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Appoquinimink seeks tax hike to support district's growth

Delaware Public Media

Voters in the Appoquinimink School District decide Tuesday whether the growing district can raise taxes to pay for an expansion.


Three years after their last successful referendum, Appoquinimink School District is looking to raise roughly $36 million through an operating and capital referendum.

The increase in taxes would pay for two new school buildings, a salary increase for staff and instructional technology, among other things. 

Appoquinimink School District Superintendent Matt Burrows says the additional funding is necessary to support a growing student population. 

“We’ve been the fastest growing school district for the last twenty years,” he said. “In this last five year period, we’ve grown 19 percent, almost 1,900 students. And with that growth you have to have some place to put the kids.”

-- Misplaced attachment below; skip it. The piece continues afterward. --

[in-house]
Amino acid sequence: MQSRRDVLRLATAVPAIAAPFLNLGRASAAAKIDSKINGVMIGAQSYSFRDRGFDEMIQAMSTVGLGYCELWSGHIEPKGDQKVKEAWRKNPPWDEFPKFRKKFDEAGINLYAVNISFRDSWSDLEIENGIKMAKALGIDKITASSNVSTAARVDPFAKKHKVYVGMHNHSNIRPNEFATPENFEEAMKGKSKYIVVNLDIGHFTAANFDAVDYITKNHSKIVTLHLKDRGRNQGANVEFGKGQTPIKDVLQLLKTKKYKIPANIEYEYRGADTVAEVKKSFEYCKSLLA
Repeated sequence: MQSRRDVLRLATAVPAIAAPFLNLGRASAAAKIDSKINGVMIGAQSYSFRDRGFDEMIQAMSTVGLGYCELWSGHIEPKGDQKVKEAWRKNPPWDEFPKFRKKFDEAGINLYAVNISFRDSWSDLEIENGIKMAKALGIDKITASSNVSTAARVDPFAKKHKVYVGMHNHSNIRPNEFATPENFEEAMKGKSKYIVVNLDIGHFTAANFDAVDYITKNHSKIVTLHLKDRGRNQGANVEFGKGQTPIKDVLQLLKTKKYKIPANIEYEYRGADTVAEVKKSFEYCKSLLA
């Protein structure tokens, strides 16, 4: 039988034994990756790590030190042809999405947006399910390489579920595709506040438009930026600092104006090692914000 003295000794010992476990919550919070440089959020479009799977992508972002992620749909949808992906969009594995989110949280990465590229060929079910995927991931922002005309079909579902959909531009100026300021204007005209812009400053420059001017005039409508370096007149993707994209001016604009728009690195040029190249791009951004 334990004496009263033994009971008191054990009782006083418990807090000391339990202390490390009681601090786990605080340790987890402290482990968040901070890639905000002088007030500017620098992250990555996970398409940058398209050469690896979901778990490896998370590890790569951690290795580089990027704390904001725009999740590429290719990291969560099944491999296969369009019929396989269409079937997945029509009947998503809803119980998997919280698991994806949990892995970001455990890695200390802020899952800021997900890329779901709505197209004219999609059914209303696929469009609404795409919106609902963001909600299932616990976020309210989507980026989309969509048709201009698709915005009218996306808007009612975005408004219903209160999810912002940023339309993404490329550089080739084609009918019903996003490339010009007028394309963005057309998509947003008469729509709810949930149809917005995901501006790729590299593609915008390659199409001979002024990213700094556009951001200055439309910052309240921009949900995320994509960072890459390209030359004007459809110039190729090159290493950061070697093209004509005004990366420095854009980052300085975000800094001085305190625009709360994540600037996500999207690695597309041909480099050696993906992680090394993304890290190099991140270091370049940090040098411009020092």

Last year alone, the District gained enough students to fill an elementary school. 

“When we grow 435 students, we earn about fifty new staff members a year,” said Burrows. “Which is great, because when you earn it, the state covers 65 percent of the cost and then locally you cover 35 percent and then other employee costs associated with that. Last year alone that cost us $1.3 million, just for the new employees.”

Burrows says the District has also dealt with budget cuts from the state in recent years.

Burrows says if the referendum passes, the average district homeowner would pay an additional $21 per month in taxes.


Polls are open 7am to 8pm Tuesday.


Sophia Schmidt is a Delaware native. She comes to Delaware Public Media from NPR’s Weekend Edition in Washington, DC, where she produced arts, politics, science and culture interviews. She previously wrote about education and environment for The Berkshire Eagle in Pittsfield, MA. She graduated from Williams College, where she studied environmental policy and biology, and covered environmental events and local renewable energy for the college paper.
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